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Reliability Maintenance Takes a Medical Approach to Rotating Equipment, Part 2 – Temperature Measurements - HECO

August 24, 2023

What was the first thing your parents did when you complained that you didn’t feel well before school? We’re guessing it was checking for a fever by touching your forehead with the back of their hand before grabbing a thermometer for a more exact measurement.

In reliability maintenance, temperature is an equally important indication that there may be internal issues within rotating equipment. This is one of many ways that caring for electric motors and systems shares similarities with the field of medicine to ensure uptime or system wellness.

At HECO, we know rotating equipment but we rely on something a bit more sophisticated – and safer – than our hands to evaluate electric motor systems for increased temperatures.

Methods of Measurement

Anatomically speaking, body temperature measurements were one of the first medical diagnostic tests used since elevated body temperature serves as a primary indicator of infection.

Methods of taking one’s temperature have become more precise and comfortable for the patient thanks to the replacement of mercury-based thermometers that had to be inserted in the body with digital counterparts and readily available infrared technology that does not require bodily contact.

Recently, medicine has adopted the use of thermal scans (thermography) to help diagnose specific diseases such as breast cancer.

Likewise, the measurement of temperatures in and around industrial equipment is a technology that has been used for a long time and can help identify problems before an equipment failure.

Why Temperature Matters

There are a number of reasons that rotating equipment could be running at higher temperatures. Increased heat readings are especially critical within bearings, lubricants, and windings to avoid overheating and damage to the equipment.

For example, elevated bearing temperature is a strong indicator of damage to the bearings or poor lubrication while higher-than-normal temperatures in electrical circuits can indicate imminent failure.

The use of thermal cameras allows technicians to utilize the field of thermography to identify and diagnose problems sooner. Early detection is important to prevent increased motor temperatures from causing increased resistance within the rotating equipment as well as decreased torque and voltage.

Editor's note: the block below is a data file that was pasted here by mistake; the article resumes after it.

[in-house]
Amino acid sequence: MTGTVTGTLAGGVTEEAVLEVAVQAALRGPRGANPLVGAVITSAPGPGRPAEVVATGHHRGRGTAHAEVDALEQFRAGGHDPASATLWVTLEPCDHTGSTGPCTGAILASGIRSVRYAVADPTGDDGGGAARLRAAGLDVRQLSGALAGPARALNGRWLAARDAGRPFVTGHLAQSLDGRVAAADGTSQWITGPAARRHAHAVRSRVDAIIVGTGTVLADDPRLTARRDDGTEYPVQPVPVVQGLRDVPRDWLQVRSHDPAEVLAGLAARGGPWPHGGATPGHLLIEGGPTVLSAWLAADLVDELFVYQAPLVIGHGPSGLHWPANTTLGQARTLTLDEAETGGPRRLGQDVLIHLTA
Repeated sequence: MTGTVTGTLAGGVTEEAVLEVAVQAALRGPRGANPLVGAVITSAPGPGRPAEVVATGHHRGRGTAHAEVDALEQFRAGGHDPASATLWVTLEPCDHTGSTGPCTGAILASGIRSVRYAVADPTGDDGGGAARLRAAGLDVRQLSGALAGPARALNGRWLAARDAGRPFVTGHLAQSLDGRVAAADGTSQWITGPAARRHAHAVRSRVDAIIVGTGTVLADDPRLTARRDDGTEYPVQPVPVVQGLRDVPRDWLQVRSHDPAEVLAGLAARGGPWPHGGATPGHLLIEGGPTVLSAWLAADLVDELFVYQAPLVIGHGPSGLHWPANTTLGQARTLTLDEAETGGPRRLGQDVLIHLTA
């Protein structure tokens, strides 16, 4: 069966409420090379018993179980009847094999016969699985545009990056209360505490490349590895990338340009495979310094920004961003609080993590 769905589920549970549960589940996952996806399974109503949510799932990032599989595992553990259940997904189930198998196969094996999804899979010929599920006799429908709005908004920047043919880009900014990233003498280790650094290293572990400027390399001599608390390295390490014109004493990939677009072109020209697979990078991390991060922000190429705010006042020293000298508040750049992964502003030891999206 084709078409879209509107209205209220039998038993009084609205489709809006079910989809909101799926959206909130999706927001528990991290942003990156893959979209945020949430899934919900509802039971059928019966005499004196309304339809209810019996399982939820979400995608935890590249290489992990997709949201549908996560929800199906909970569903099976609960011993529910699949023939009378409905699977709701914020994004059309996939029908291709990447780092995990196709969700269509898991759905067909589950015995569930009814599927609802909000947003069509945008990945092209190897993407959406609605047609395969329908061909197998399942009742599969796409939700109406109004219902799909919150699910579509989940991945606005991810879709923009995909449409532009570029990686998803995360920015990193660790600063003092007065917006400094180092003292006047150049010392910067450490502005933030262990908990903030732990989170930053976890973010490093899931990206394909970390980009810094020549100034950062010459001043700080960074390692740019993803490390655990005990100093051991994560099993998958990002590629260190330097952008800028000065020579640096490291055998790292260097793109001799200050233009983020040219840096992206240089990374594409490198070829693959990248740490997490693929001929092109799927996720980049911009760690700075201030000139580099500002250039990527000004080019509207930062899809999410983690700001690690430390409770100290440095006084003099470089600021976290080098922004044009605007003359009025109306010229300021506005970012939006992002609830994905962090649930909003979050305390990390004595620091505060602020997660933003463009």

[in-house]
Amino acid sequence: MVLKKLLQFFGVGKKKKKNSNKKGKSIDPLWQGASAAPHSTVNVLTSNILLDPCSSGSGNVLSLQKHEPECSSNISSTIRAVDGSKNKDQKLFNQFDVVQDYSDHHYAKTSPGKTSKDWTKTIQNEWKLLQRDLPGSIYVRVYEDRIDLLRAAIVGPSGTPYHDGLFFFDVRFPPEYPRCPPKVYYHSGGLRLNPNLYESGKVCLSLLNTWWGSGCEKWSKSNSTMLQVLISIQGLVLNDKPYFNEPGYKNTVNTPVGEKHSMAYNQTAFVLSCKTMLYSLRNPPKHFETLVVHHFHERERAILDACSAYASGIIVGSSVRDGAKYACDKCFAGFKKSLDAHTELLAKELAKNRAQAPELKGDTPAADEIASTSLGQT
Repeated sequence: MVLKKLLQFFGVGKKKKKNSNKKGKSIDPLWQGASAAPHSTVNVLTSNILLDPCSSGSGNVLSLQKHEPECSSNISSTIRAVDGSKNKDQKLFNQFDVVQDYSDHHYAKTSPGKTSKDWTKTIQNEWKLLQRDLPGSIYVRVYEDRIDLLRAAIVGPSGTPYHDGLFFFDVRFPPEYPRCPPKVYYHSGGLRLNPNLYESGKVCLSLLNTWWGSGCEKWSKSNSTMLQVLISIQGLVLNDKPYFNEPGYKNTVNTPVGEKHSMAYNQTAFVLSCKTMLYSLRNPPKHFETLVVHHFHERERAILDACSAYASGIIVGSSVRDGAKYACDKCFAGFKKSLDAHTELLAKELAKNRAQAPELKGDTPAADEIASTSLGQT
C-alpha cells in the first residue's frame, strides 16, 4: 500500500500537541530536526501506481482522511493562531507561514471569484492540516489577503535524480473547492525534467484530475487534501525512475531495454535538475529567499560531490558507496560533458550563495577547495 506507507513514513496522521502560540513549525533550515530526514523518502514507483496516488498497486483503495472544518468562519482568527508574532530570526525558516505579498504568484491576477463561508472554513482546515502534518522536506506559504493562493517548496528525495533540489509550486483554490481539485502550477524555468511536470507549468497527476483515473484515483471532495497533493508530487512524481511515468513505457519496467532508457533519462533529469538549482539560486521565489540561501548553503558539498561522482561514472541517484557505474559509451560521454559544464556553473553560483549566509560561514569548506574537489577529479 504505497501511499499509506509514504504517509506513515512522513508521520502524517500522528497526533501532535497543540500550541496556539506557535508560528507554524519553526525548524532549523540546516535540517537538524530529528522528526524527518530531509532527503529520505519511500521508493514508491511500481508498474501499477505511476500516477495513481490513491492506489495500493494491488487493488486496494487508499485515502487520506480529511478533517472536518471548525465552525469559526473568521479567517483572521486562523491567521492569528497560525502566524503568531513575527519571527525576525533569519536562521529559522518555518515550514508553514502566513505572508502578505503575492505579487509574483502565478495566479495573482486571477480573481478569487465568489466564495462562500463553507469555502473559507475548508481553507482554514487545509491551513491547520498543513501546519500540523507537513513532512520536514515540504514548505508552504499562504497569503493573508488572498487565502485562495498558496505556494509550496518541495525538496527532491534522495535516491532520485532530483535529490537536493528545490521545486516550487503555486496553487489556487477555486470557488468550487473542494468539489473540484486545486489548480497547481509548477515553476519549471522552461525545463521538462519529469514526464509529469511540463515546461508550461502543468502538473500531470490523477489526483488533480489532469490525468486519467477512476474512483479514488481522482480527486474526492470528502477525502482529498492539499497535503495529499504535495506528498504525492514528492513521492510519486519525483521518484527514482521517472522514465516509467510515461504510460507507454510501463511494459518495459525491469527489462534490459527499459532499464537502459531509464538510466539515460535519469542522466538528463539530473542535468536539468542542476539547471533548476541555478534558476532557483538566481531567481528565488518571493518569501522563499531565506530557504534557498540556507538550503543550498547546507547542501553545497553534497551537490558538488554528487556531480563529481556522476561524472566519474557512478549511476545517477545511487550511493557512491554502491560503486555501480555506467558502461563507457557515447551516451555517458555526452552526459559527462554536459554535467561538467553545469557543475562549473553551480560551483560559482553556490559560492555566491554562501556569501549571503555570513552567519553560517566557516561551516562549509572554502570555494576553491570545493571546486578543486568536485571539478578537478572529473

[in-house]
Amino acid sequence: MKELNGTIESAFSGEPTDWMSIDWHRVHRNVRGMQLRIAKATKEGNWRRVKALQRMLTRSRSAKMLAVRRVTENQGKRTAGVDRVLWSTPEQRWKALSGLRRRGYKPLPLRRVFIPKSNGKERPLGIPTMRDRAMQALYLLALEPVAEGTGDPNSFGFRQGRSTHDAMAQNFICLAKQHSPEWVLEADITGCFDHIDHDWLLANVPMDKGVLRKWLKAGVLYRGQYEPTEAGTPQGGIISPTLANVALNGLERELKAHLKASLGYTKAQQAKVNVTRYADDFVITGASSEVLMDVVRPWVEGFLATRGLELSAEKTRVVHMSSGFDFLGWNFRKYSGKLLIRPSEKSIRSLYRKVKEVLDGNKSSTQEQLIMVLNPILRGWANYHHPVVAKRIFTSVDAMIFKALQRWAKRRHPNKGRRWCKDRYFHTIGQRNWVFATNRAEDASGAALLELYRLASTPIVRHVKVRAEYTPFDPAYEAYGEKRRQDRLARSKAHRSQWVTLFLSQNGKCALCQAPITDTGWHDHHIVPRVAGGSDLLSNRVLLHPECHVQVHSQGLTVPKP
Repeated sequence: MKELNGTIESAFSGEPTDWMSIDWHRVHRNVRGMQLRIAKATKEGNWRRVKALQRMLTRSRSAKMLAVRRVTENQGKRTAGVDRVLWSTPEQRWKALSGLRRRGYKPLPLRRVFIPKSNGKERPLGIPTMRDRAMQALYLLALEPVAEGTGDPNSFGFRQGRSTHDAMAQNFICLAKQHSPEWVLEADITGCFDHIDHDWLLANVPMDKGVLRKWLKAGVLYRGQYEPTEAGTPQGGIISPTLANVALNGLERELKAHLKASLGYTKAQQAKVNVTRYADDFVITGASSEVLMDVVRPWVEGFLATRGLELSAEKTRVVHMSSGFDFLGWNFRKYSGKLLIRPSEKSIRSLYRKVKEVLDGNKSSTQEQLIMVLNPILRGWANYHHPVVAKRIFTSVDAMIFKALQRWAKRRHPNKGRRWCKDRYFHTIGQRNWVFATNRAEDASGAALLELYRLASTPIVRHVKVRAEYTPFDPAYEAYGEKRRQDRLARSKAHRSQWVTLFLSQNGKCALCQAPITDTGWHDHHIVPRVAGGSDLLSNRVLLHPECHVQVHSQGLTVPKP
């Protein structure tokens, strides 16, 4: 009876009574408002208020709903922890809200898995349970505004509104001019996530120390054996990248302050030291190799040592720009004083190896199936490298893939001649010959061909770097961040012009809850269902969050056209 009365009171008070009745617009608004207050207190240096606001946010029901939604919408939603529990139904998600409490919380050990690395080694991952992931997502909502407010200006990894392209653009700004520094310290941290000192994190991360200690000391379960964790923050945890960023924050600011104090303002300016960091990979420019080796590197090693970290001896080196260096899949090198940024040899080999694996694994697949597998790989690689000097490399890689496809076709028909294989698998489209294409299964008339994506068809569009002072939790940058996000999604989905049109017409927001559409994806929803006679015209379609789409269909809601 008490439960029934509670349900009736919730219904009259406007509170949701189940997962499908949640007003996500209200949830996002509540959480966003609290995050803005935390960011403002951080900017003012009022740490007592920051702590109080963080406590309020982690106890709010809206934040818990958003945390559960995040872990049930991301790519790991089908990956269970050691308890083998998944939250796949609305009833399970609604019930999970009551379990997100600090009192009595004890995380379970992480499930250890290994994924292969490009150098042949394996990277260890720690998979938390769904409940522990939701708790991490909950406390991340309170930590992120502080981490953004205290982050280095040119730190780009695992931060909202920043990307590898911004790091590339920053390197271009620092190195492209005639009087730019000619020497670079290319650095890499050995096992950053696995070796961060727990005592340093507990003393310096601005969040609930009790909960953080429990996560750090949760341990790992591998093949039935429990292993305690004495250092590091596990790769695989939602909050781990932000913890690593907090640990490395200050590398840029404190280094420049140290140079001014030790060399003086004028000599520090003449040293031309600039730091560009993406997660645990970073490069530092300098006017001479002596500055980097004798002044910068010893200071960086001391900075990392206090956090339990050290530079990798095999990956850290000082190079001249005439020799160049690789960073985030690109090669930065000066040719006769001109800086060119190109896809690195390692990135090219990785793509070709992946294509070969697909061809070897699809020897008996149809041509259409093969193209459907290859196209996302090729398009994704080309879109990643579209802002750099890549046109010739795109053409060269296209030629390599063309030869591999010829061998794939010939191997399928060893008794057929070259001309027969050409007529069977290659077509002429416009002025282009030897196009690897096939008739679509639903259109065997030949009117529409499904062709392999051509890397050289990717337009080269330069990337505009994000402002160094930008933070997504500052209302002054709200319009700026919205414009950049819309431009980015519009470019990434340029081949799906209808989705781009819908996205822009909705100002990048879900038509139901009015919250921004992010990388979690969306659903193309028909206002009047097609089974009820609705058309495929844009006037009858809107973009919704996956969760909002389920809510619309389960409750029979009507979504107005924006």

Acceptable temperature ranges within given machine components should be discussed with your equipment supplier and are often referenced in instruction manuals and the motor’s nameplate.

A further consideration is the ambient temperature around your rotating equipment. Operating in a confined, unventilated space can cause a system’s temperature to increase and cause internal issues. Consult your equipment supplier or manufacturer for ideal internal and external operating conditions.

All Systems Go

Monitoring the health of your electric motor systems doesn’t require a medical degree. In fact, with help from HECO, you can leave the testing and diagnostics to our team of experts.

We have the experience you need to attain a clean bill of health and implement a holistic reliability maintenance program going forward.

Contact us to discuss what ails your rotating equipment so we can prescribe the remedy.

To date, the Reliability Maintenance Takes a Medical Approach to Rotating Equipment series includes:
Part 1 – A Prescription for Healthy Systems.
Part 2 – Temperature Measurements.

Future posts in the series will include:
Part 3 – Ultrasonic Testing.
Part 4 – Vibration Analysis & EKGs.
Part 5 – Oil Testing & Bloodwork.
Part 6 – Modal Analysis & EMGs.
Part 7 – Crossovers & Similarities.

Posted in Predictive

Reliability Maintenance Takes a Medical Approach to Rotating Equipment, Part 2 – Temperature Measurements